Assignment – This clause is one of the more straightforward provisions in an agreement.  Essentially, this section dictates whether a party can assign their rights, obligations and duties in the agreement to another party.  For example, if I am buying a business and negotiating with a seller, I may want to use a business entity to do the purchase.  However, I may not have the business entity created yet.  Therefore, I will want to add into this provision that I am allowed to assign the purchase agreement to a soon to be created entity.  Most times, this section prohibits assignment of the agreement without the other party’s approval.  However, there is typically a caveat that the party being asked to approve the assignment cannot unreasonably withhold or delay consent (i.e., they can’t just say no without a reason).

Waiver – This provision essentially says that both parties to an agreement retains their rights under the agreement even if certain obligations or provisions have been relaxed.  This provision is more commonly referred to as the “No Waiver” provision.  Sorry if this is confusing.  A common example is if a contractor is building a house for the owner and gets delayed in process.  The contractor may ask for changes to the construction schedule, which the owner may grant.  However, the owner will typically grant the changes and say that they are not waiving any other rights under the agreement (i.e., the ability to sue for breach of contract).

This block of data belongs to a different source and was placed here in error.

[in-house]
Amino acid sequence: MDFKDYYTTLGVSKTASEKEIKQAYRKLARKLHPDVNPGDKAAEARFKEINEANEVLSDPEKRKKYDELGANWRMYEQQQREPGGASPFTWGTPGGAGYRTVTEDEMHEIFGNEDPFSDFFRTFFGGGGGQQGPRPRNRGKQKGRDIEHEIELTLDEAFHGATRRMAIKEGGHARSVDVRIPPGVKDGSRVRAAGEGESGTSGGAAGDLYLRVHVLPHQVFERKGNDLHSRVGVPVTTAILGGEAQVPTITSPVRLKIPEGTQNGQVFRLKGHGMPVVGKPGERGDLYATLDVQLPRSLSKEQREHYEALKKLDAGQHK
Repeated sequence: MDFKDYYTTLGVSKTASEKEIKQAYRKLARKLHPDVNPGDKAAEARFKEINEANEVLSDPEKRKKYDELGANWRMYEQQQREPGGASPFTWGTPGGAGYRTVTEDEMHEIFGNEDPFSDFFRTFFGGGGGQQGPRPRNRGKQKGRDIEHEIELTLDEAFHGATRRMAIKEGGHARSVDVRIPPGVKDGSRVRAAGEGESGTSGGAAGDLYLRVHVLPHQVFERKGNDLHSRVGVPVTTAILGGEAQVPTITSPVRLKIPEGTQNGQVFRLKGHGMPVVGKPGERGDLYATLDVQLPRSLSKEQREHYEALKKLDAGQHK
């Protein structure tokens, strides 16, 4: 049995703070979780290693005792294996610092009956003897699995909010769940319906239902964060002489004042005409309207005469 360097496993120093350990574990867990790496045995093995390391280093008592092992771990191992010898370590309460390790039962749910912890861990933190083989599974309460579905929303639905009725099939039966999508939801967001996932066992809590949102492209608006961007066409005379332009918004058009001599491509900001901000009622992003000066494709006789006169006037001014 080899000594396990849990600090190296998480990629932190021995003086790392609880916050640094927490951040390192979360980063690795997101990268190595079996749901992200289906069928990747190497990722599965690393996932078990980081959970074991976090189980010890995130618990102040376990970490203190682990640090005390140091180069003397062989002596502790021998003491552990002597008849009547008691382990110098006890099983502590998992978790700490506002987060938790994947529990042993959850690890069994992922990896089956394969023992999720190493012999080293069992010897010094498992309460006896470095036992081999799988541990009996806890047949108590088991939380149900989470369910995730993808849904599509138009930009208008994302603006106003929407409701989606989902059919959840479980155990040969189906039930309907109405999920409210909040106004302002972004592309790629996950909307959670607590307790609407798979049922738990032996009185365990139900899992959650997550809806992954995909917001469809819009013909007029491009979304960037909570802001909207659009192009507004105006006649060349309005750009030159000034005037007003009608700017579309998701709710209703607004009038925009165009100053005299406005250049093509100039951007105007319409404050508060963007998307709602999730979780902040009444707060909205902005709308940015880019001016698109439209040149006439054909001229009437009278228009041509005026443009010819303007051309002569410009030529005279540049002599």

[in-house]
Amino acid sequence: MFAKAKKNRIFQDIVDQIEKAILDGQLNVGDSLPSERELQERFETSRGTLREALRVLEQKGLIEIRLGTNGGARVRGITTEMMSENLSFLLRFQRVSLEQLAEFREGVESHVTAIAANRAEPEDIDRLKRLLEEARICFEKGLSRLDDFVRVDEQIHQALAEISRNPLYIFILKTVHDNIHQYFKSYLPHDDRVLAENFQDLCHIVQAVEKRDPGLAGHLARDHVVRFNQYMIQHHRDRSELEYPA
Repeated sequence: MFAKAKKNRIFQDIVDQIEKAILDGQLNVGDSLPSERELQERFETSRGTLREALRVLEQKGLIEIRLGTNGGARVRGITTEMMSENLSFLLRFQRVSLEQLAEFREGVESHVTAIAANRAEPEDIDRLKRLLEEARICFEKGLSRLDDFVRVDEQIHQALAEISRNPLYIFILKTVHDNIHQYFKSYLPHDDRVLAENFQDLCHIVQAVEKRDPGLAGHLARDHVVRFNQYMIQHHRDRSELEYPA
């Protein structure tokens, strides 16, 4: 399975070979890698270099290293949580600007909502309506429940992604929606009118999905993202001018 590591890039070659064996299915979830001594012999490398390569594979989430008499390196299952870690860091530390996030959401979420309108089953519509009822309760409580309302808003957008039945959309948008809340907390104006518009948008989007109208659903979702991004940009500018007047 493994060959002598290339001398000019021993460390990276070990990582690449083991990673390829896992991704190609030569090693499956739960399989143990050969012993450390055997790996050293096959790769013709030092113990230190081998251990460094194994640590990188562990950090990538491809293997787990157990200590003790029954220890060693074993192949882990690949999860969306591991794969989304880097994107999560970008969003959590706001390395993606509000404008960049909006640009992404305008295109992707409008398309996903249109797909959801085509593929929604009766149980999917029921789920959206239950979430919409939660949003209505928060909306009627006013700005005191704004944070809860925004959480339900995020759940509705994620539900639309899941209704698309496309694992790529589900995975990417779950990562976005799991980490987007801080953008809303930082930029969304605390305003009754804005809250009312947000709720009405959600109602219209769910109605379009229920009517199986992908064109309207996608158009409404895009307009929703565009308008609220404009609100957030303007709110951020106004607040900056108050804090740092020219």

I know these aren’t the most interesting parts of the agreement.  Nonetheless, they are important to the overall integrity of the obligations, duties and responsibilities of each party.  It’s why we as lawyers make the “Big Bucks”, as I have heard from some clients.  As always, your professional business advisors can also provide more insight if you have questions.  Next week we will cover Force Majeure. 
Here are a few other things that may be of interest:

As always, please don’t hesitate to email myself (, Andy Miller (, Christian Miller (, Erik Spurlin (, Brad Leber ( or anyone in our office with questions or comments.   

Please see all of our prior updates at this link or if you would like to be added to our email list, please click here.   

It’s Time to Play the Blame Game

Indemnification, limitations on liability and reps and warranties.  What are these concepts and why are they important?  If you have been through a transaction in the past or negotiated a complex agreement, you know that these provisions can sometimes be the most negotiated points.  It’s almost like you are playing the blame game before something actually happens.